Europe is seen to clothe herself afresh,

 

Not far off from the beating of the waves,

50  Behind which in his long career the sun

  Sometimes conceals himself from every man,

 

Is situate the fortunate Calahorra,

  Under protection of the mighty shield

  In which the Lion subject is and sovereign.

 

55Therein was born the amorous paramour

  Of Christian Faith, the athlete consecrate,

  Kind to his own and cruel to his foes;

 

And when it was created was his mind

  Replete with such a living energy,

60  That in his mother her it made prophetic.

 

As soon as the espousals were complete

  Between him and the Faith at holy font,

  Where they with mutual safety dowered each other,

 

The woman, who for him had given assent,

65  Saw in a dream the admirable fruit

  That issue would from him and from his heirs;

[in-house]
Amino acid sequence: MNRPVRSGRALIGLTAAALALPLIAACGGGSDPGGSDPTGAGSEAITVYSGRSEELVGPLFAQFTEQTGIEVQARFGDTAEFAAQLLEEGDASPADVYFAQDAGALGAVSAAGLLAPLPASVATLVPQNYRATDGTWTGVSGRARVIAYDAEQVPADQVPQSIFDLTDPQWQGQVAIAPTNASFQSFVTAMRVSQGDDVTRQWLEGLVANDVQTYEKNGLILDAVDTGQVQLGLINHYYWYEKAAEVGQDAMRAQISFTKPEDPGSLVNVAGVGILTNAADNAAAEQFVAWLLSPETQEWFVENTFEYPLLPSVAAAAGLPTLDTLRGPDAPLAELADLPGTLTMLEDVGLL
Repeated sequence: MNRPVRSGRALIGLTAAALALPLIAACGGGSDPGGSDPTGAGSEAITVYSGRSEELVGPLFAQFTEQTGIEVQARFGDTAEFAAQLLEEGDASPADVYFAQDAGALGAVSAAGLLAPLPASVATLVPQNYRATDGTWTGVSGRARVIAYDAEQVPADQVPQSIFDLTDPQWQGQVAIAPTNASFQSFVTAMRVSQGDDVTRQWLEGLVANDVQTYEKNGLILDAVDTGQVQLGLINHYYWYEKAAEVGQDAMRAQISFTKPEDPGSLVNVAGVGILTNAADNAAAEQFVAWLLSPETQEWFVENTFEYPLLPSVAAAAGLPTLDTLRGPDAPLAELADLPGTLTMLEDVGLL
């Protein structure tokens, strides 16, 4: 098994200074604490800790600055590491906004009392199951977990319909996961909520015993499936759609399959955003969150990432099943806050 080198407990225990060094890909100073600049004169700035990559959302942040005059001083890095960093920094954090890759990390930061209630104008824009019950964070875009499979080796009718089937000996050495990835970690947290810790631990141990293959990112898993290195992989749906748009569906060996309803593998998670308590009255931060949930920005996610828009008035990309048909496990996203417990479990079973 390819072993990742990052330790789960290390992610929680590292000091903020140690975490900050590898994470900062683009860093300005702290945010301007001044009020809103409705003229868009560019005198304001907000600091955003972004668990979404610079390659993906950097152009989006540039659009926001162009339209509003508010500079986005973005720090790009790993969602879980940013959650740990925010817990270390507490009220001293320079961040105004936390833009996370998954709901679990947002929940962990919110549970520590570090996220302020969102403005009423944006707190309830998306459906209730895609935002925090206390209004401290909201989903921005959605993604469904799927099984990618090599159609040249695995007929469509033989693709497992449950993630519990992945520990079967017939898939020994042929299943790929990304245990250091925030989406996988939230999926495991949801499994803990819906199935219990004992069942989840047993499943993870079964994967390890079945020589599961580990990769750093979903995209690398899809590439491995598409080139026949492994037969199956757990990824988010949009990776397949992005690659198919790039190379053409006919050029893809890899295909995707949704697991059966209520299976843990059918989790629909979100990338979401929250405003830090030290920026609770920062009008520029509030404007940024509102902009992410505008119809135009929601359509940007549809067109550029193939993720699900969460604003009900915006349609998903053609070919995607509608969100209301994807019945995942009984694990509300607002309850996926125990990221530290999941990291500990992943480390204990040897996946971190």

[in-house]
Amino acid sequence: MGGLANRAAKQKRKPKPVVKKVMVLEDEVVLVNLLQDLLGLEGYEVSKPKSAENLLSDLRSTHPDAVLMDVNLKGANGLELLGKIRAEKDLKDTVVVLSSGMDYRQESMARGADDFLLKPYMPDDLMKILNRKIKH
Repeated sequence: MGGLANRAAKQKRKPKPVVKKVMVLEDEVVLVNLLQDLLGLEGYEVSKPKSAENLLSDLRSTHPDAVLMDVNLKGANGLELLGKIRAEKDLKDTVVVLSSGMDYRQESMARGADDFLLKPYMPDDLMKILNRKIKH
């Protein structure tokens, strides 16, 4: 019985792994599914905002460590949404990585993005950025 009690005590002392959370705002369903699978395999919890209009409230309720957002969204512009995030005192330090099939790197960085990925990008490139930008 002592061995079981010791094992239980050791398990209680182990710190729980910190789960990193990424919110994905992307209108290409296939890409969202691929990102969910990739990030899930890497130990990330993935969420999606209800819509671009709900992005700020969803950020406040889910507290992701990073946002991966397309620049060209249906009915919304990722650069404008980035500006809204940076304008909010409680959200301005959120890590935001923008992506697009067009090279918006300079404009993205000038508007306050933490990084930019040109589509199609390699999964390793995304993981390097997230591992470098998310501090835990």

And that he might be construed as he was,

  A spirit from this place went forth to name him

  With His possessive whose he wholly was.

 

70Dominic was he called; and him I speak of

  Even as of the husbandman whom Christ

  Elected to his garden to assist him.

 

Envoy and servant sooth he seemed of Christ,

  For the first love made manifest in him

75  Was the first counsel that was given by Christ.

 

Silent and wakeful many a time was he

  Discovered by his nurse upon the ground,

  As if he would have said, 'For this I came.'

 

O thou his father, Felix verily!

80  O thou his mother, verily Joanna,

  If this, interpreted, means as is said!

 

Not for the world which people toil for now

  In following Ostiense and Taddeo,

  But through his longing after the true manna,

 

85He in short time became so great a teacher,

  That he began to go about the vineyard,

  Which fadeth soon, if faithless be the dresser;

 

And of the See, (that once was more benignant

  Unto the righteous poor, not through itself,

90  But him who sits there and degenerates,)

 

Not to dispense or two or three for six,

  Not any fortune of first vacancy,

  'Non decimas quae sunt pauperum Dei,'

 

He asked for, but against the errant world

95  Permission to do battle for the seed,

  Of which these four and twenty plants surround thee.